Other highlights include our antique bottle-style hummingbird feeders and harvest aprons. If you've been putting off buying your mason bees from the shop, hurry in, as they are flying off the shelves!  New items will be appearing regularly.
Our New Website
It's LIVE!

HCP has a new look to our website.  This new website has a couple of neat new features. We have a staff blog; check in bi-monthly for some unique gardening tips and behind the scenes discussions.   In the future we will have the ability to sign up for community education courses.

Check it out at  www.hcp.ca
Save the Date
Our annual Spring Plant Sale will be April 23 & 24
Upcoming Workshops

To Register: Call 250 479 6162 or email communityed@hcp.ca

Fruit Tree Pruning
with Ryan Senechel
Saturdays, March 12 & 19
9:00 am - 12:00 pm

This 2-session course is for the urban fruit growing enthusiast with young or mature plants. The course emphasis is on structural pruning and pruning for fruit production. Also covered is espalier trellis training, soils, and an introduction to plant health care (cultural controls).
Members $85.00
Non Members $100.00

To sign up call 250 479 6162 or email communityed@hcp.ca for more information. www.hcp.ca/events

Converting Lawn to Native Meadow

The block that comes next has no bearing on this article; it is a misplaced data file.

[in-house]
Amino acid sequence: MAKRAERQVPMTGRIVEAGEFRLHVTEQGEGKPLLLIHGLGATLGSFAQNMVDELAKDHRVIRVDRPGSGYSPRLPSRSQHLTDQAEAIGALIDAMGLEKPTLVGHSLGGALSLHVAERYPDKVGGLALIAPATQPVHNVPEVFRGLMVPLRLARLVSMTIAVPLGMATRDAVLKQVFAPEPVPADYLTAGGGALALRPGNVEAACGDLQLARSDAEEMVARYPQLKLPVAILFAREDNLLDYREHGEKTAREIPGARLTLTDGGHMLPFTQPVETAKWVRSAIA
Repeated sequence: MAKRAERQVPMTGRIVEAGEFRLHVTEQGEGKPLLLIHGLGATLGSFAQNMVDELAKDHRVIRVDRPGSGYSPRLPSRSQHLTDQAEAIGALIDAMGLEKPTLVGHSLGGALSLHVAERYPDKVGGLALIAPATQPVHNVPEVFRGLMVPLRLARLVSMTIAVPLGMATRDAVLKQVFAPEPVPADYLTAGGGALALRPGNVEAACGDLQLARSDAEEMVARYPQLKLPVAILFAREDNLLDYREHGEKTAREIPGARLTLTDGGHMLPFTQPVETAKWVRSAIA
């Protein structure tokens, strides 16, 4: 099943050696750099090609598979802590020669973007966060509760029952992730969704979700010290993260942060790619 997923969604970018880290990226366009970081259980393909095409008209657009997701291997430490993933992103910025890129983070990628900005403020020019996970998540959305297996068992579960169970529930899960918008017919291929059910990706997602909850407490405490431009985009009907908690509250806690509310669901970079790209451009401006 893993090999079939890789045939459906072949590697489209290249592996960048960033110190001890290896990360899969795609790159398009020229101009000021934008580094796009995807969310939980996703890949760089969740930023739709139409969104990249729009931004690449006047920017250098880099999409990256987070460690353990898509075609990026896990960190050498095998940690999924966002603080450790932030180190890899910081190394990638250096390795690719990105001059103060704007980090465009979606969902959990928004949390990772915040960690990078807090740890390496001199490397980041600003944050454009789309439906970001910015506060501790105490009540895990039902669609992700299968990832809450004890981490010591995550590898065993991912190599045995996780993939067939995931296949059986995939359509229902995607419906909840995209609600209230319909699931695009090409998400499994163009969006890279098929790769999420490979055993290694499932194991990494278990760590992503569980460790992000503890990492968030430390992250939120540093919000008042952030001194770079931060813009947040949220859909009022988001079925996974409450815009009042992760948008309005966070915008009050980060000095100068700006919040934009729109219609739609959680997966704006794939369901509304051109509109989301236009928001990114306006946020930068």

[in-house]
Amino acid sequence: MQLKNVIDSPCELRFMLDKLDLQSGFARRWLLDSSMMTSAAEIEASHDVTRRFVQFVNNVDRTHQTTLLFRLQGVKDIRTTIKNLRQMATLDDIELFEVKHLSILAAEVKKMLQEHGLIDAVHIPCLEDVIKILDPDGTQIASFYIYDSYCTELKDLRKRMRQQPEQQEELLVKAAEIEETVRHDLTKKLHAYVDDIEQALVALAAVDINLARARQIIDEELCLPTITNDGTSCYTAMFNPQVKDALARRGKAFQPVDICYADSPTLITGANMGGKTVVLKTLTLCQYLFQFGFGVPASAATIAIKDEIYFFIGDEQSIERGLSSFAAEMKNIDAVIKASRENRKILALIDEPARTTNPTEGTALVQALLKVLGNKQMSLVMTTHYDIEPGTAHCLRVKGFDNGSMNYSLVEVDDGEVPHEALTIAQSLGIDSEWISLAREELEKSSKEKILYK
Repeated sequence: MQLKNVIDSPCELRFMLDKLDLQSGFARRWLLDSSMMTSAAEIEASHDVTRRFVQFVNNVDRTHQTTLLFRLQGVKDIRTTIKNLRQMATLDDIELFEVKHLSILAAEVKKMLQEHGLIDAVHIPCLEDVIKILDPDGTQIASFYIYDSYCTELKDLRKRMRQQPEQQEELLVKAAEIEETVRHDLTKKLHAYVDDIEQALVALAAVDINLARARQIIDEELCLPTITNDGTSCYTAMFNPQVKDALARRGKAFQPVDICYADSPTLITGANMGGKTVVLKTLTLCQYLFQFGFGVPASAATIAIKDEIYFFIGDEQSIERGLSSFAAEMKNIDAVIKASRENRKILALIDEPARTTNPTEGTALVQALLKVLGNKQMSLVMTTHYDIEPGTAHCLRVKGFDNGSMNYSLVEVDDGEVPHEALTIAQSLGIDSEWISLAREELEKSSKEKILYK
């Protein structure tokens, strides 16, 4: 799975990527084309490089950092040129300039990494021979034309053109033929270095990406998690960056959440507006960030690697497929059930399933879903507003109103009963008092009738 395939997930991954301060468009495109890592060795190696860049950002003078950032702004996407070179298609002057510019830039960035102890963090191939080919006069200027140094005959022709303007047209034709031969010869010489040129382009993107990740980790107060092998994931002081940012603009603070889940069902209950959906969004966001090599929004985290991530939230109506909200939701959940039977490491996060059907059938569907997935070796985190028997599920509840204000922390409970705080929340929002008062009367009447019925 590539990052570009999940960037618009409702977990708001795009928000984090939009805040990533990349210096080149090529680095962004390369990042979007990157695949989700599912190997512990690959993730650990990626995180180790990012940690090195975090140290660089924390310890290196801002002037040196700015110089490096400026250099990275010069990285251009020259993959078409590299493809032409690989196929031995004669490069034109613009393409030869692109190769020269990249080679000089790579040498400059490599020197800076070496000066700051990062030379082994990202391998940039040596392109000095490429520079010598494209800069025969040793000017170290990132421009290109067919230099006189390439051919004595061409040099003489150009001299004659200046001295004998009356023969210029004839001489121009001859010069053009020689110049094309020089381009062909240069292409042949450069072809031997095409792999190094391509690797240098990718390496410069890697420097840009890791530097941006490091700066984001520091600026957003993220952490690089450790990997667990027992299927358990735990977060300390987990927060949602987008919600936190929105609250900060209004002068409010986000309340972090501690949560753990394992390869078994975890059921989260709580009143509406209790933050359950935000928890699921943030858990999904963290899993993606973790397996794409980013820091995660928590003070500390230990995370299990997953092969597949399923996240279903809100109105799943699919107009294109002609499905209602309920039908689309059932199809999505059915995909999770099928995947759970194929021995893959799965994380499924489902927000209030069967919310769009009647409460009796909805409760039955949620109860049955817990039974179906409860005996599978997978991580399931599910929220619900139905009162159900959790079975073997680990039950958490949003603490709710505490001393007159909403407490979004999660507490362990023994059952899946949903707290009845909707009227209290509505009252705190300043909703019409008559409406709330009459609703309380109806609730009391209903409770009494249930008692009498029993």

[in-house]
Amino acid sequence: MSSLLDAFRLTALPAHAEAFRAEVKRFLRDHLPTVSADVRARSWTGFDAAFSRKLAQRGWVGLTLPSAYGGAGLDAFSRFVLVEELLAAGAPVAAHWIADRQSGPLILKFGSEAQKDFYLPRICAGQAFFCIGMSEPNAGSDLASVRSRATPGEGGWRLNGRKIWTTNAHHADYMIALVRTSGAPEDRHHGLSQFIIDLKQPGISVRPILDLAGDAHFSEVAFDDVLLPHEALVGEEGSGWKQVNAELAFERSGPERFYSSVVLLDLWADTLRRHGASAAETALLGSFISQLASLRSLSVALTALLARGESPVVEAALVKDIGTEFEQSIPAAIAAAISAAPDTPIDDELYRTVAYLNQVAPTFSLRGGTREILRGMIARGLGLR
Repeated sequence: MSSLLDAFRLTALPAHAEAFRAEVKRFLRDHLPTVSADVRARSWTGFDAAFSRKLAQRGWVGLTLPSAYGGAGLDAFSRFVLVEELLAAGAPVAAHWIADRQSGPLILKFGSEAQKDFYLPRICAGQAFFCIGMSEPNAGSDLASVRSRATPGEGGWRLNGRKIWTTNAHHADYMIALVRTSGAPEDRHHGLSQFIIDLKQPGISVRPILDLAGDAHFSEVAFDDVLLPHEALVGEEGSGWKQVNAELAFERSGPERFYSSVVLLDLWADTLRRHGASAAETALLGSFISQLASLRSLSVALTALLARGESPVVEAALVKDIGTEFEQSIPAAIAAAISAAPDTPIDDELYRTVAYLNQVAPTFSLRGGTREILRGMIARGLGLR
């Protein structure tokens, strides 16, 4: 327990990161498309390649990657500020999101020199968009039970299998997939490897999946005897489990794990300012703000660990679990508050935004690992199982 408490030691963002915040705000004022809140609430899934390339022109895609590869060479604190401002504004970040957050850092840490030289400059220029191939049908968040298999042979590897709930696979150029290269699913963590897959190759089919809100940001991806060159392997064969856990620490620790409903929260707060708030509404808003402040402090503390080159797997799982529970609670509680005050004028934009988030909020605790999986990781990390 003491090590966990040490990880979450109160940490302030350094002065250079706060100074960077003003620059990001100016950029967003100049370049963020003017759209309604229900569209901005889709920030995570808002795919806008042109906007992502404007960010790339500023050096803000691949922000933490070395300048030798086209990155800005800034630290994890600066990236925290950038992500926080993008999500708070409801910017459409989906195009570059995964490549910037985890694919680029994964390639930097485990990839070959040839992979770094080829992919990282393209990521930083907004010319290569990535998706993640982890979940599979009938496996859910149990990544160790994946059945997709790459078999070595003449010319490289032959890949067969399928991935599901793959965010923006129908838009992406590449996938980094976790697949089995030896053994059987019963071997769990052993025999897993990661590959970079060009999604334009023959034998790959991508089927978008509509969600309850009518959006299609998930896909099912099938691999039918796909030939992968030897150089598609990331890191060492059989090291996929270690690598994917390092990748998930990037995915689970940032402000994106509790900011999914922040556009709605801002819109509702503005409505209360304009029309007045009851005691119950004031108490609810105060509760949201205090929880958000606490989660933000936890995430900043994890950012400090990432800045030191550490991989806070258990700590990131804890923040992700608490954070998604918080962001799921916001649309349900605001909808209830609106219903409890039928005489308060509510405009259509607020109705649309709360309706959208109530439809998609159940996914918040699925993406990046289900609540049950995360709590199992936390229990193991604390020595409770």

with Kristen Miskelly of Saanich Native Plants
Sunday, March 20th
1:00 pm - 4:00 pm

This workshop will provide practical advice on how to convert conventional lawn to meadow habitat using a variety of techniques. Kristen Miskelly, biologist and owner of Saanich Native Plants, will guide participants through developing a site plan, site preparation, planning materials, and maintenance. Participants will go home with some of the tools needed to embark on their own lawn-to-meadow restorations. 

HCP Members $45 
Non Members $60 

To sign up  call 250 479 6162 or email communityed@hcp.ca for more information. www.hcp.ca/events

The Art of Bonsai - Part One
with Mark Paterson
Saturday, April 2
9:00 am - 12:00 pm

Come learn the art of bonsai with Mark Paterson, President of the Vancouver Island Bonsai Society. This is the first of a three part series.
In Part one, Mark will teach you how to apply bonsai techniques to a 1 gallon sized plant which you get to take home with you. You will learn bonsai history, design and care. The class will also cover how to choose potential bonsai stock and how to use plant training to increase aesthetic value and monetary value to your new plant. 
Part Two, May 28th will cover Root Cutting.
Part Three, September 24th will cover later season and winter care.
HCP Members $140/Series or $60/Part 1
HCP Members $160/Series or $70/Part 1

To sign up  call 250 479 6162 or email communityed@hcp.ca for more information. www.hcp.ca/events

Willow Chair Workshop 
with Andrew Kent
Sunday, April 3
9:00 am - 5:00 pm